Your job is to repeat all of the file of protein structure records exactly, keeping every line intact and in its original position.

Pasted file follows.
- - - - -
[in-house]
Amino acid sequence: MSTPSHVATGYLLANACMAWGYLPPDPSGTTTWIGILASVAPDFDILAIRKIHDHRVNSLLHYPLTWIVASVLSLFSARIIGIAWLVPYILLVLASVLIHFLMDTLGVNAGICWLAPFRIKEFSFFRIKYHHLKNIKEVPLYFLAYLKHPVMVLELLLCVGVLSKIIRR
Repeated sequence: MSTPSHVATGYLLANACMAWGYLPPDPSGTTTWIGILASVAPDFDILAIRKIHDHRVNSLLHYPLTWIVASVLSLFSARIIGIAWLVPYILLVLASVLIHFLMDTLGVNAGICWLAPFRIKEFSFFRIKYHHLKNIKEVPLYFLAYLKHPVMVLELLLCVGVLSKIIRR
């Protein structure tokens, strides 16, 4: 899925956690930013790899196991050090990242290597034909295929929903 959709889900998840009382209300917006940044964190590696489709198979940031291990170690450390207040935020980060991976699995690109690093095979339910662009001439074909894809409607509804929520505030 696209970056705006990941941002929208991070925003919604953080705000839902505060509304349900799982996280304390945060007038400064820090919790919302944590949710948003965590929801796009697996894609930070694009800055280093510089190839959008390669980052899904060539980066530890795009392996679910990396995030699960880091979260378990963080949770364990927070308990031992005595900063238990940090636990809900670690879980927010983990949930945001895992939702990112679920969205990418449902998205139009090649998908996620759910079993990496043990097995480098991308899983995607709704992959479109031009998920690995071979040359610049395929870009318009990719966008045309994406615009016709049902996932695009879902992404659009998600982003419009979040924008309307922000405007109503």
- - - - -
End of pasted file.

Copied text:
[in-house]
Amino acid sequence: MSTPSHVATGYLLANACMAWGYLPPDPSGTTTWIGILASVAPDFDILAIRKIHDHRVNSLLHYPLTWIVASVLSLFSARIIGIAWLVPYILLVLASVLIHFLMDTLGVNAGICWLAPFRIKEFSFFRIKYHHLKNIKEVPLYFLAYLKHPVMVLELLLCVGVLSKIIRR
Repeated sequence: MSTPSHVATGYLLANACMAWGYLPPDPSGTTTWIGILASVAPDFDILAIRKIHDHRVNSLLHYPLTWIVASVLSLFSARIIGIAWLVPYILLVLASVLIHFLMDTLGVNAGICWLAPFRIKEFSFFRIKYHHLKNIKEVPLYFLAYLKHPVMVLELLLCVGVLSKIIRR
């Protein structure tokens, strides 16, 4: 899925956690930013790899196991050090990242290597034909295929929903 959709889900998840009382209300917006940044964190590696489709198979940031291990170690450390207040935020980060991976699995690109690093095979339910662009001439074909894809409607509804929520505030 696209970056705006990941941002929208991070925003919604953080705000839902505060509304349900799982996280304390945060007038400064820090919790919302944590949710948003965590929801796009697996894609930070694009800055280093510089190839959008390669980052899904060539980066530890795009392996679910990396995030699960880091979260378990963080949770364990927070308990031992005595900063238990940090636990809900670690879980927010983990949930945001895992939702990112679920969205990418449902998205139009090649998908996620759910079993990496043990097995480098991308899983995607709704992959479109031009998920690995071979040359610049395929870009318009990719966008045309994406615009016709049902996932695009879902992404659009998600982003419009979040924008309307922000405007109503």